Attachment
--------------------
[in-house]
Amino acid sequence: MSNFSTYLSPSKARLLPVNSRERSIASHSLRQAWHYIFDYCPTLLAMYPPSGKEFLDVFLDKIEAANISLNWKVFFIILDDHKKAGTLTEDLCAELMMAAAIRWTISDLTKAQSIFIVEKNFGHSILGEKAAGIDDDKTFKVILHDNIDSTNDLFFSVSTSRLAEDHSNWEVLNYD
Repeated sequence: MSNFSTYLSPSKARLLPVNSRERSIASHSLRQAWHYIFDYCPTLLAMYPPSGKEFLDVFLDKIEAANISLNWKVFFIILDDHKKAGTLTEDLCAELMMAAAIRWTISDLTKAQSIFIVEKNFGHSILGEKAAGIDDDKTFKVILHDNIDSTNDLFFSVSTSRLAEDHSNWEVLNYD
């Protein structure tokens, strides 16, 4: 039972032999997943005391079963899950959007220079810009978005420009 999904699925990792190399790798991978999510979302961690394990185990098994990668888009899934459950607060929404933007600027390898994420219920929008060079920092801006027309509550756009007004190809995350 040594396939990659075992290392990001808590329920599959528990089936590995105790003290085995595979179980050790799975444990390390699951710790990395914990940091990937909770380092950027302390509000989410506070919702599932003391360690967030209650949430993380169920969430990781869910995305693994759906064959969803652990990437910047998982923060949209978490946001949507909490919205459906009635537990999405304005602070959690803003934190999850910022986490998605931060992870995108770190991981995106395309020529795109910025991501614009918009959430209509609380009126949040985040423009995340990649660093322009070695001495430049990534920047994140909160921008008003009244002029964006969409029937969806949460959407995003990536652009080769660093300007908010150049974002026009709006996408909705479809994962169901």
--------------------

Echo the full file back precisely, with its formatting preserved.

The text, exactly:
[in-house]
Amino acid sequence: MSNFSTYLSPSKARLLPVNSRERSIASHSLRQAWHYIFDYCPTLLAMYPPSGKEFLDVFLDKIEAANISLNWKVFFIILDDHKKAGTLTEDLCAELMMAAAIRWTISDLTKAQSIFIVEKNFGHSILGEKAAGIDDDKTFKVILHDNIDSTNDLFFSVSTSRLAEDHSNWEVLNYD
Repeated sequence: MSNFSTYLSPSKARLLPVNSRERSIASHSLRQAWHYIFDYCPTLLAMYPPSGKEFLDVFLDKIEAANISLNWKVFFIILDDHKKAGTLTEDLCAELMMAAAIRWTISDLTKAQSIFIVEKNFGHSILGEKAAGIDDDKTFKVILHDNIDSTNDLFFSVSTSRLAEDHSNWEVLNYD
């Protein structure tokens, strides 16, 4: 039972032999997943005391079963899950959007220079810009978005420009 999904699925990792190399790798991978999510979302961690394990185990098994990668888009899934459950607060929404933007600027390898994420219920929008060079920092801006027309509550756009007004190809995350 040594396939990659075992290392990001808590329920599959528990089936590995105790003290085995595979179980050790799975444990390390699951710790990395914990940091990937909770380092950027302390509000989410506070919702599932003391360690967030209650949430993380169920969430990781869910995305693994759906064959969803652990990437910047998982923060949209978490946001949507909490919205459906009635537990999405304005602070959690803003934190999850910022986490998605931060992870995108770190991981995106395309020529795109910025991501614009918009959430209509609380009126949040985040423009995340990649660093322009070695001495430049990534920047994140909160921008008003009244002029964006969409029937969806949460959407995003990536652009080769660093300007908010150049974002026009709006996408909705479809994962169901």